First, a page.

9
$\begingroup$

I've done an experiment where I swung a pendulum under air resistance. Is it possible to model the data using the following differential equation and find a b-value?

(y''[x])+ Sin[y[x]] + b(y'[x]) == 0, y[0] == 1.5, y'[0] == 0},  y, {x, 0, 3*Pi}]
$\endgroup$
1

1 Answer 1

12
$\begingroup$

Mimicking the examples in

ClearAll[x, y, b, β, model]
b0 = .7;
sol = First[y /. NDSolve[{y''[x] + Sin[y[x]] + b0  y'[x] == 0, y[0] == 1.5, y'[0] == 0}, 
  y, {x, 0, 3 Pi}]];
xvals = N[Range[0, 3 Pi, 3 Pi/100]];
data = Transpose[{xvals, sol[xvals] + RandomReal[{-.1, .1}, 101]}];

enter image description here

FindFit

model[b_?NumberQ] := (model[b] = First[y /. 
 NDSolve[{y''[x] + Sin[y[x]] + b (y'[x]) == 0, y[0] == 1.5, y'[0]==0}, y, {x, 0, 3 Pi}]])

fit = FindFit[data, model[β][x], {{β, .1}}, x, PrecisionGoal -> 4, AccuracyGoal -> 4]

{β -> 0.695487}

Show[ListPlot[data], Plot[model[β][x] /. fit, {x, 0, 3 Pi}, PlotStyle -> Green]]

enter image description here

NonlinearModelFit

nlm = NonlinearModelFit[data, model[β][x], {{β, .1}}, x, 
  PrecisionGoal -> 4, AccuracyGoal -> 4];
Show[ListPlot[data], Plot[nlm[x], {x, 0, 3 Pi}, PlotStyle -> Red]]

enter image description here

An alternative (4-parameter) model:

ClearAll[model]
model[a_?NumberQ, b_?NumberQ, c_?NumberQ, d_?NumberQ] := (model[a, b, c, d] = 
  First[y /. NDSolve[{y''[x] + a Sin[b  y[x]] + c (y'[x]) == 0, y[0] == d, y'[0] == 0}, 
   y, {x, 0, 3 Pi}]])
nlm = NonlinearModelFit[data, model[α, β, γ, δ ][x], 
 {{α, .1}, {β, .1}, {γ, .1}, {δ, .1}}, x, PrecisionGoal -> 4, AccuracyGoal -> 4];
nlm["ParameterTable"] 

enter image description here

Show[ListPlot[data], Plot[nlm[x], {x, 0, 3 Pi}, PlotStyle -> Purple]]

enter image description here

$\endgroup$
8
  • $\begingroup$ ParametricNDSolve can come in handy too. For example, the first fit will also work with model = ParametricNDSolve[{y''[x] + Sin[y[x]] + b (y'[x]) == 0, y[0] == 1.5, y'[0] == 0}, y, {x, 0, 3 Pi}, b][[1, 2]]. $\endgroup$ Commented Feb 14, 2018 at 10:01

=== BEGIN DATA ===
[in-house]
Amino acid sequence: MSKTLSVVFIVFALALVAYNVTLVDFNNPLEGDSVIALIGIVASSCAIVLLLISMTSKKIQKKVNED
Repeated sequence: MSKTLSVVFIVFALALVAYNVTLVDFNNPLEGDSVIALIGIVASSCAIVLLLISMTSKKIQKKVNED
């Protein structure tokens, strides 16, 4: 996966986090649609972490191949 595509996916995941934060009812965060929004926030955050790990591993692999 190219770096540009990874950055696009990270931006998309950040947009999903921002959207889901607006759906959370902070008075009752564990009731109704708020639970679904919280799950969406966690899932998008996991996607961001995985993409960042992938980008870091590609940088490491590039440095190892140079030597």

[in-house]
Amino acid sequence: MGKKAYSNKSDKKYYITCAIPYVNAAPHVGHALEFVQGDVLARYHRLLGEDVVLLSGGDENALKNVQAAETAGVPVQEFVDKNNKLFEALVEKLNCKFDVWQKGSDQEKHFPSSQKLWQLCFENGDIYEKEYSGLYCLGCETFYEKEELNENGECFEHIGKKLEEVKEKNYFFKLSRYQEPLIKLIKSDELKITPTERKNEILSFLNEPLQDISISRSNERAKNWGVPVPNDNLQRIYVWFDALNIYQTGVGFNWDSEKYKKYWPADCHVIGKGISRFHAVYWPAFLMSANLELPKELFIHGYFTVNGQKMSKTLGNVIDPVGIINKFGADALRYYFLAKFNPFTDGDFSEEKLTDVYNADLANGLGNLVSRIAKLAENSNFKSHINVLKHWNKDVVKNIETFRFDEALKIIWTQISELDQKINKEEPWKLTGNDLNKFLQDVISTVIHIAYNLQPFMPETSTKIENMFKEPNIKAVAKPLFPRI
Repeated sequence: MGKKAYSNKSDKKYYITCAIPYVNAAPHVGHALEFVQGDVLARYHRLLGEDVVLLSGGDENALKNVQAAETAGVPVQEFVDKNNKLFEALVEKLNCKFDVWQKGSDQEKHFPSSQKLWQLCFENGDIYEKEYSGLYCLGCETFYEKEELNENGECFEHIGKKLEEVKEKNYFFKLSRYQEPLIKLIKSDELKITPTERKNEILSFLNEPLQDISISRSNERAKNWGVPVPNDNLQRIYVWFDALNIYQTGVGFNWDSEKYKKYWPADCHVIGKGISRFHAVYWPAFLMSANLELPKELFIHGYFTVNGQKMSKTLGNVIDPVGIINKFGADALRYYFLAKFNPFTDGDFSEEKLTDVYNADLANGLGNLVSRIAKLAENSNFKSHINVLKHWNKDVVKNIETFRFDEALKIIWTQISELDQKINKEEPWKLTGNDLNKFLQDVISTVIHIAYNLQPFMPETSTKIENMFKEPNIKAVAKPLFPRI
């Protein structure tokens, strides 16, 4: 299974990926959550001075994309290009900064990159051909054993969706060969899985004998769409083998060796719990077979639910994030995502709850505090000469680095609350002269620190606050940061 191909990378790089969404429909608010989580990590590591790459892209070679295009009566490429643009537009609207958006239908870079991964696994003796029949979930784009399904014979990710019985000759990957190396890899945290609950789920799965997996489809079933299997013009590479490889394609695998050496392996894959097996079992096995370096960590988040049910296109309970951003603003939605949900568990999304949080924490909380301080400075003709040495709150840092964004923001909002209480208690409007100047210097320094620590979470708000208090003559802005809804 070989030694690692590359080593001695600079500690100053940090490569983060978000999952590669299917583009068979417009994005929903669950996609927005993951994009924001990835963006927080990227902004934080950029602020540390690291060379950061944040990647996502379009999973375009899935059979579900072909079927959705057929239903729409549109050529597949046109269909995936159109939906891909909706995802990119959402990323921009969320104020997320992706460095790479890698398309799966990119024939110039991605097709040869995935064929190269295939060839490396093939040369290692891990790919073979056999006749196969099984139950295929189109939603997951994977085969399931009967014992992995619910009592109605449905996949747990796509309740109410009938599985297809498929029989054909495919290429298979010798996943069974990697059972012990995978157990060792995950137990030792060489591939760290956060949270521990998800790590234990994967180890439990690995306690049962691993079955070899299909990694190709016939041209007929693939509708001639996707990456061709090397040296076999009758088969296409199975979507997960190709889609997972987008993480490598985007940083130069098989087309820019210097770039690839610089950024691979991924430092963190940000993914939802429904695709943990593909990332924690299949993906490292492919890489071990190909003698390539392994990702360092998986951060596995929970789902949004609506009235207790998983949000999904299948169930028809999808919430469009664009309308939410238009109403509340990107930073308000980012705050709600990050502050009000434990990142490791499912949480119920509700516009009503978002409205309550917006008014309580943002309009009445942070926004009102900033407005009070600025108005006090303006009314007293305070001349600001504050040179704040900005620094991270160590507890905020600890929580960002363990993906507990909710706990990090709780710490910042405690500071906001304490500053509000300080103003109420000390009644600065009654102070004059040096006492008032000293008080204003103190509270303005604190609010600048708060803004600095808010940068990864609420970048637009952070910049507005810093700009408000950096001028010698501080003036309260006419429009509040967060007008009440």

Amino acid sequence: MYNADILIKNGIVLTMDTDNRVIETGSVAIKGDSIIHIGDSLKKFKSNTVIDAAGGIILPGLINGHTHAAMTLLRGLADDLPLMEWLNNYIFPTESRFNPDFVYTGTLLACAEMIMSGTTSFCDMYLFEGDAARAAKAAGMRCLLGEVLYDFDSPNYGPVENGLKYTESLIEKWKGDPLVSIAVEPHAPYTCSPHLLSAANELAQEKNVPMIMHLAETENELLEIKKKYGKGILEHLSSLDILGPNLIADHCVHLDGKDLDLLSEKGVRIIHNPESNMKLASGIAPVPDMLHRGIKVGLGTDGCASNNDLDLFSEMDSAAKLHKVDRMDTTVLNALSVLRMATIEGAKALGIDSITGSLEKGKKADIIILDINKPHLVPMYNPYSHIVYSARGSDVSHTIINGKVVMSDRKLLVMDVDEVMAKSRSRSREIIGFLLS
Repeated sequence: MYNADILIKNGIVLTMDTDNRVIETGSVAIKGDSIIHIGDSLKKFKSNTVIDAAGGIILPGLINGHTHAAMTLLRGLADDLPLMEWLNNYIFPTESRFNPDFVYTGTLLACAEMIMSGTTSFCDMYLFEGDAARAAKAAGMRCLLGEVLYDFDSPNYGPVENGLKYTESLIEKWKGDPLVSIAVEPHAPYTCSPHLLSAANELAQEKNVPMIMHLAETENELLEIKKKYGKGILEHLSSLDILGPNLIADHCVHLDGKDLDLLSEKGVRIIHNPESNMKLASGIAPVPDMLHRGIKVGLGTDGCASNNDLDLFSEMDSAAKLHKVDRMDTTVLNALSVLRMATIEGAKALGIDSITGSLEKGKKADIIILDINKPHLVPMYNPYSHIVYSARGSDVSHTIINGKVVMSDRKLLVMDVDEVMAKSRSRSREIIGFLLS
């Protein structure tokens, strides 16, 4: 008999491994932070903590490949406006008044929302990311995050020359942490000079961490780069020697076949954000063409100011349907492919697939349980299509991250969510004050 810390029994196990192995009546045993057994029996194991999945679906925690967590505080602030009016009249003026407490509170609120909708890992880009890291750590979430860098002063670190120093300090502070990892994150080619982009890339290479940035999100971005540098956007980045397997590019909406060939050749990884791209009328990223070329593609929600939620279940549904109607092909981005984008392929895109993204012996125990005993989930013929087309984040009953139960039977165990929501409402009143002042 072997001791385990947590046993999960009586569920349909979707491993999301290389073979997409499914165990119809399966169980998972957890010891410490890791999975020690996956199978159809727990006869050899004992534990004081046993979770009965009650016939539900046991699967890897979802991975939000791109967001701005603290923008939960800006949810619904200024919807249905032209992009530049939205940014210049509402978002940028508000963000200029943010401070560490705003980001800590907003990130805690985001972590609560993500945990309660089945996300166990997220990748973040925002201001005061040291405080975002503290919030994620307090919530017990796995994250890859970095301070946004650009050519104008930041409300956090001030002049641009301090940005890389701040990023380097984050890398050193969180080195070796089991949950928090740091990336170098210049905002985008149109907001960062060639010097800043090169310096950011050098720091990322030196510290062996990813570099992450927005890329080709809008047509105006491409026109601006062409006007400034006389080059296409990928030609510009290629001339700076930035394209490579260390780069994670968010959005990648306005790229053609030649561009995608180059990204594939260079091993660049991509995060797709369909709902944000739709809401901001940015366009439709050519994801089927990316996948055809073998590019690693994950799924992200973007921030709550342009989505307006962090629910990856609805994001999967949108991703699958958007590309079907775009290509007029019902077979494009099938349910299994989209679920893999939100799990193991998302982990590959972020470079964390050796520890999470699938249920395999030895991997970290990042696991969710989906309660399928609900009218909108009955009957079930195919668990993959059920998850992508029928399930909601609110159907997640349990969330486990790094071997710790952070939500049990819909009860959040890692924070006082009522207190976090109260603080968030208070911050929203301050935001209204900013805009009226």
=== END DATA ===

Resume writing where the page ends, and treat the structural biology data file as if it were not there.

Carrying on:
• $\begingroup$ The plots would probably be nicer if your error would be symmetric about the data (-0.05 to 0.05 instead of 0 to 0.1) and not just on the positive side of the data. $\endgroup$
    – joojaa
    Commented Feb 14, 2018 at 10:14
  • $\begingroup$ @joojaa, very good point., thank you. Just took the setup in the docs without thinking about it. $\endgroup$
    – kglr
    Commented Feb 14, 2018 at 10:16
  • 1
    $\begingroup$ @SjoerdSmit, you are right. ParametricNDSolve my first try; but somehow i couldn't get it right. I went with the example in the docs. $\endgroup$
    – kglr
    Commented Feb 14, 2018 at 10:22
  • 1
    $\begingroup$ And now the fits are near perfect too. Lesson to be learned when fitting real data allways put a + offset into the fit to find any possible systematic error $\endgroup$
    – joojaa
    Commented Feb 14, 2018 at 10:45

Your Answer

By clicking “Post Your Answer”, you agree to our terms of service and acknowledge you have read our privacy policy.

Not the answer you're looking for? Browse other questions tagged or ask your own question.